Pub owner ‘truly sorry’ for food-poi­son­ing of pa­trons

The Herald - - NEWS - JACK LONGSTAFF

A PUB owner has been fined £14,000 after 186 peo­ple were poi­soned by a Mother’s Day meal.

Eric Mont­gomery was taken to court as a re­sult of the food poi­son­ing out­break at The Old Farm­house, in Nailsea, Som­er­set, on March 11 last year.

Nearly 400 peo­ple en­joyed a meal at the pub, but al­most half of the guests fell ill after their visit.

The vic­tims’ ages ranged from ba­bies to din­ers in their 80s, all of whom had be­come un­well with symp­toms in­clud­ing di­a­hor­rea, stom­ach cramps and sick­ness. All those who fell ill did not have any long-last­ing ef­fects and re­cov­ered within a few days.

North Som­er­set Coun­cil’s en­vi­ron­men­tal health depart­ment launched an in­ves­ti­ga­tion and man­aged to trace the 398 peo­ple who had eaten at the pub that day.

Mr Mont­gomery is no longer in­volved with The Old Farm­house, hav­ing left the busi­ness in Au­gust last year.

The pub is now un­der new man­age­ment and has a five-star food hy­giene rat­ing.

A court hear­ing was told how tests on sam­ples taken from the pub showed that beef and lamb con­tained the bac­te­ria clostrid­ium per­frin­gens.

The bac­te­ria, which nor­mally lives in the hu­man and an­i­mal in­tes­tine and in the en­vi­ron­ment, causes a toxin in the body.

In­ves­ti­ga­tions re­vealed that meat served in the carvery had been cooked at a low tem­per­a­ture the pre­vi­ous night and was then kept warm un­til re­quired.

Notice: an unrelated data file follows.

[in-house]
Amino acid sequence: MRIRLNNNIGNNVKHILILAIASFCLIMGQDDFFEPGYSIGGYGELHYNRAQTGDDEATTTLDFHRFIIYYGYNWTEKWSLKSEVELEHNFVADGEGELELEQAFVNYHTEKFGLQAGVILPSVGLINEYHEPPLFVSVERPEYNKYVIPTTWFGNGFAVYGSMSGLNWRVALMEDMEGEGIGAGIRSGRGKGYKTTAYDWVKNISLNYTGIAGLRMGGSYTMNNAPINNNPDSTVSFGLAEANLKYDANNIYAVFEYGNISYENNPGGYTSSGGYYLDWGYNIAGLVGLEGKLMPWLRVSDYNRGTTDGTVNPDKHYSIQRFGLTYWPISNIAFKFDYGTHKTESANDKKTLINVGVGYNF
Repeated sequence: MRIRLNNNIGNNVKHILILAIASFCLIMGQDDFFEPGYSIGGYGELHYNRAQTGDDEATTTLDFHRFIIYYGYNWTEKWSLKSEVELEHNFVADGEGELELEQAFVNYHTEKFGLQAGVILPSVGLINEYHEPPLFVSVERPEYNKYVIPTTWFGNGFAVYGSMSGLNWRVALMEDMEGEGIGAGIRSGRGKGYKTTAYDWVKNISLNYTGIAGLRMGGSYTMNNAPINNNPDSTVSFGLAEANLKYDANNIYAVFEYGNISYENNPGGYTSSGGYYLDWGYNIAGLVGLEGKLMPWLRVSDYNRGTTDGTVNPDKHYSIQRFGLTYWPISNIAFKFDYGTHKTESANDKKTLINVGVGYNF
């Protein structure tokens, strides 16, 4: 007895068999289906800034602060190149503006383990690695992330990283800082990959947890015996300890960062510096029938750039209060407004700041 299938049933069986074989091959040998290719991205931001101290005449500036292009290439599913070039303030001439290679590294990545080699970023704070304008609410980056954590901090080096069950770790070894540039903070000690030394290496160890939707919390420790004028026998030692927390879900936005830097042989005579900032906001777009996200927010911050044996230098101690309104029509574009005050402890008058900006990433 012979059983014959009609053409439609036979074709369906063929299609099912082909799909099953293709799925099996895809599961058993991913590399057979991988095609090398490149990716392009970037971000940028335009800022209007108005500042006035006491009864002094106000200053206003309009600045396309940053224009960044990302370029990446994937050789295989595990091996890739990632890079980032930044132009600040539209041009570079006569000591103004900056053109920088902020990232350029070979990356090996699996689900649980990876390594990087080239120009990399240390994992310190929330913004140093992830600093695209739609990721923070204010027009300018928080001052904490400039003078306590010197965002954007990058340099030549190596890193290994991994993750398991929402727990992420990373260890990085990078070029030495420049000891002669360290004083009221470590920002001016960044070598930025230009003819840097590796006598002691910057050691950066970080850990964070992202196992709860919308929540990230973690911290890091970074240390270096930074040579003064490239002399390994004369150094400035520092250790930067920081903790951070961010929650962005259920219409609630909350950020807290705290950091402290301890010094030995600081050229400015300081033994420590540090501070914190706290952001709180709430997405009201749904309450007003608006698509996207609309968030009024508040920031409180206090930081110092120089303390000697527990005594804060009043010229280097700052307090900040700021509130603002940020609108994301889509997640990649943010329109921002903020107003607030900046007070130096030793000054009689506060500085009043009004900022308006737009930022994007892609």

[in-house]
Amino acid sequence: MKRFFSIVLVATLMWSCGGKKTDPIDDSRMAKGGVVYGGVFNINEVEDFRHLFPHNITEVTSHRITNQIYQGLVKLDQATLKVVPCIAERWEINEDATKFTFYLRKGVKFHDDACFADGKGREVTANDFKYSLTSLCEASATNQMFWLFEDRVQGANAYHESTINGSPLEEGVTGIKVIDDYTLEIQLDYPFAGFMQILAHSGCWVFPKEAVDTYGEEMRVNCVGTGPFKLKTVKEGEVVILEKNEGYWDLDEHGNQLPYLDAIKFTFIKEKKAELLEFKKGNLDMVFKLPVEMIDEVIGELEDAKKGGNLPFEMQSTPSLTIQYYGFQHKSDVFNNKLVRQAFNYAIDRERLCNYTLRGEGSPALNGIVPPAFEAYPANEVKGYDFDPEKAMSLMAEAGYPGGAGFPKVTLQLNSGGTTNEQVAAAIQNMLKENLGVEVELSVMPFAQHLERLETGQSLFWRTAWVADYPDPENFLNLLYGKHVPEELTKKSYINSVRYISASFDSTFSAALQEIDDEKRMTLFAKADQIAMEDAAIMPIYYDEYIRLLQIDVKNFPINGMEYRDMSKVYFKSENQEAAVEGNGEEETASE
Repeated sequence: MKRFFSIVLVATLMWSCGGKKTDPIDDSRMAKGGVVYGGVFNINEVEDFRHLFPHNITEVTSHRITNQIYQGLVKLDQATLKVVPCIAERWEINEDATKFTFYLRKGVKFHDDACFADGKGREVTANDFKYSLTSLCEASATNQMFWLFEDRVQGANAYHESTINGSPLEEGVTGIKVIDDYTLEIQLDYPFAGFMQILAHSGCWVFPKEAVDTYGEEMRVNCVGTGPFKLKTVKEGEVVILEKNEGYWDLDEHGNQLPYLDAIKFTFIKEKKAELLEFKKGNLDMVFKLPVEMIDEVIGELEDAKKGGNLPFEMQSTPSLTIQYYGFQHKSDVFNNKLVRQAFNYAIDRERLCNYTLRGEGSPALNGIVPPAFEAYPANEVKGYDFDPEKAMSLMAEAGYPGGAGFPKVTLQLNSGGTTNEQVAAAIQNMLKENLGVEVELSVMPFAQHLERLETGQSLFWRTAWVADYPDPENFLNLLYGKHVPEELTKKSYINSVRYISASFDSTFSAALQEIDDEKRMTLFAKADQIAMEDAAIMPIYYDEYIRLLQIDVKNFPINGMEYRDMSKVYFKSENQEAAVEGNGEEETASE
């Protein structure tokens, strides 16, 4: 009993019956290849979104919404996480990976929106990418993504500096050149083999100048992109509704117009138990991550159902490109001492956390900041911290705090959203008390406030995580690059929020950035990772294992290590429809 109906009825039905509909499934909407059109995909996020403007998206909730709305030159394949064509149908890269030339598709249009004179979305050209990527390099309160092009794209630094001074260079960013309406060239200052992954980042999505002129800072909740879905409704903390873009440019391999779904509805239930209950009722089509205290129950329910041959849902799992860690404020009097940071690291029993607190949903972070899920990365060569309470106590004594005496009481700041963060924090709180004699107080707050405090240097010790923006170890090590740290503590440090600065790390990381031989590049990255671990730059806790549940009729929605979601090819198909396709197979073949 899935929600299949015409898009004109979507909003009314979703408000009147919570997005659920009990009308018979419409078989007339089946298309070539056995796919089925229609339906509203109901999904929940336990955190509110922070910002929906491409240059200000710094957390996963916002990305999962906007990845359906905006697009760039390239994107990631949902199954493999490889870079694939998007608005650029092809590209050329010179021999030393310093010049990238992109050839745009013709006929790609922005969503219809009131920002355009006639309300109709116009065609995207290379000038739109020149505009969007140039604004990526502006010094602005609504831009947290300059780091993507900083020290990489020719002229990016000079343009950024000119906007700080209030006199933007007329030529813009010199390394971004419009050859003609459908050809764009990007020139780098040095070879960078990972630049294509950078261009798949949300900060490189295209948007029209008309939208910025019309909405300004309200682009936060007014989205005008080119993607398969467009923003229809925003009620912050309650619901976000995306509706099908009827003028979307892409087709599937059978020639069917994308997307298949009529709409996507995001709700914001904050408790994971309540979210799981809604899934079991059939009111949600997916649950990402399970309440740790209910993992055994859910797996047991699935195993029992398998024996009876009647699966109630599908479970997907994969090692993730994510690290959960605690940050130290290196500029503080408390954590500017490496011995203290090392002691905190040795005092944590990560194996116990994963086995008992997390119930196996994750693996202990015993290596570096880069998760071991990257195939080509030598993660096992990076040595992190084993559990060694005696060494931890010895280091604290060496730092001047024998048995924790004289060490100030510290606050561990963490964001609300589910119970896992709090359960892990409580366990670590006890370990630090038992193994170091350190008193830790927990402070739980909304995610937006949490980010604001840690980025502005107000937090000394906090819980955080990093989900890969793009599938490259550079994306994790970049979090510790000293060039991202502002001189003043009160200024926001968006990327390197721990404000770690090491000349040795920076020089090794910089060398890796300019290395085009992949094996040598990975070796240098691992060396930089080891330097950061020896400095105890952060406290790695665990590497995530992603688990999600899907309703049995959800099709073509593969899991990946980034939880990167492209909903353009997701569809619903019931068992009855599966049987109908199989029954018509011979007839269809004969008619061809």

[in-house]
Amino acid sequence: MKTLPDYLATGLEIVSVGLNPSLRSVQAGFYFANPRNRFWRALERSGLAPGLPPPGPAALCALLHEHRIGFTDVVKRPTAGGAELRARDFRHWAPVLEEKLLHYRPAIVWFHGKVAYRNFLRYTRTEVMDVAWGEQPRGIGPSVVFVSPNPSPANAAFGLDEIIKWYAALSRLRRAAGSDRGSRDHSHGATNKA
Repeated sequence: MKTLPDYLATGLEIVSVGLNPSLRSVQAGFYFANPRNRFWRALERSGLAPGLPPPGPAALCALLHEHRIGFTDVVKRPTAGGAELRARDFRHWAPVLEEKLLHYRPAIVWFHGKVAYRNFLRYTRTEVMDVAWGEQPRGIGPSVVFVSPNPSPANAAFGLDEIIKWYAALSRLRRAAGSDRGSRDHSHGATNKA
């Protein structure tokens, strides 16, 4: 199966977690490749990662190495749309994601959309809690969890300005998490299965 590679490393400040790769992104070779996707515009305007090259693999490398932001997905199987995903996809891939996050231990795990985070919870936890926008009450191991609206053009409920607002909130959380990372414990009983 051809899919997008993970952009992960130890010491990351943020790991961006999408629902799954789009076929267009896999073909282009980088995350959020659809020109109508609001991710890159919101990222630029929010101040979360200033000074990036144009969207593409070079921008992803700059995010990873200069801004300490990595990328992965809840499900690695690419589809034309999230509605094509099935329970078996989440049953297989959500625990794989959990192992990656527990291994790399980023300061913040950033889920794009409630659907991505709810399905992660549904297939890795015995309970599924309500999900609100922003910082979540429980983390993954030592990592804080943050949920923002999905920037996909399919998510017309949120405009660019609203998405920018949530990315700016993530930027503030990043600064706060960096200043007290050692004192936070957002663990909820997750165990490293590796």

The court heard that, al­though the bac­te­ria had been found in the lamb and beef, there was “strong ev­i­dence” that other food items had also been con­tam­i­nated.

To kill the bac­te­ria in the meat, it needs to be cooked at a higher tem­per­a­ture, which did not hap­pen, the court heard.

En­vi­ron­men­tal health of­fi­cers also found dur­ing their visit that doc­u­men­ta­tion re­gard­ing food safety at the pub was not up to date.

After ad­mit­ting his guilt, Mr Mont­gomery was fined £10,000 for plac­ing un­safe food on the mar­ket and a fur­ther £4,000 for fail­ing to en­sure rel­e­vant food safety doc­u­ments were up to date.

He was also or­dered to pay the £4,765 costs of the in­ves­ti­ga­tion and a £170 vic­tim sur­charge.

In a let­ter to the court, Mr Mont­gomery said: “I am truly sorry for the harm caused to our pa­trons.”

„ The Old Farm­house was hit with a le­gal bill of al­most £20k.

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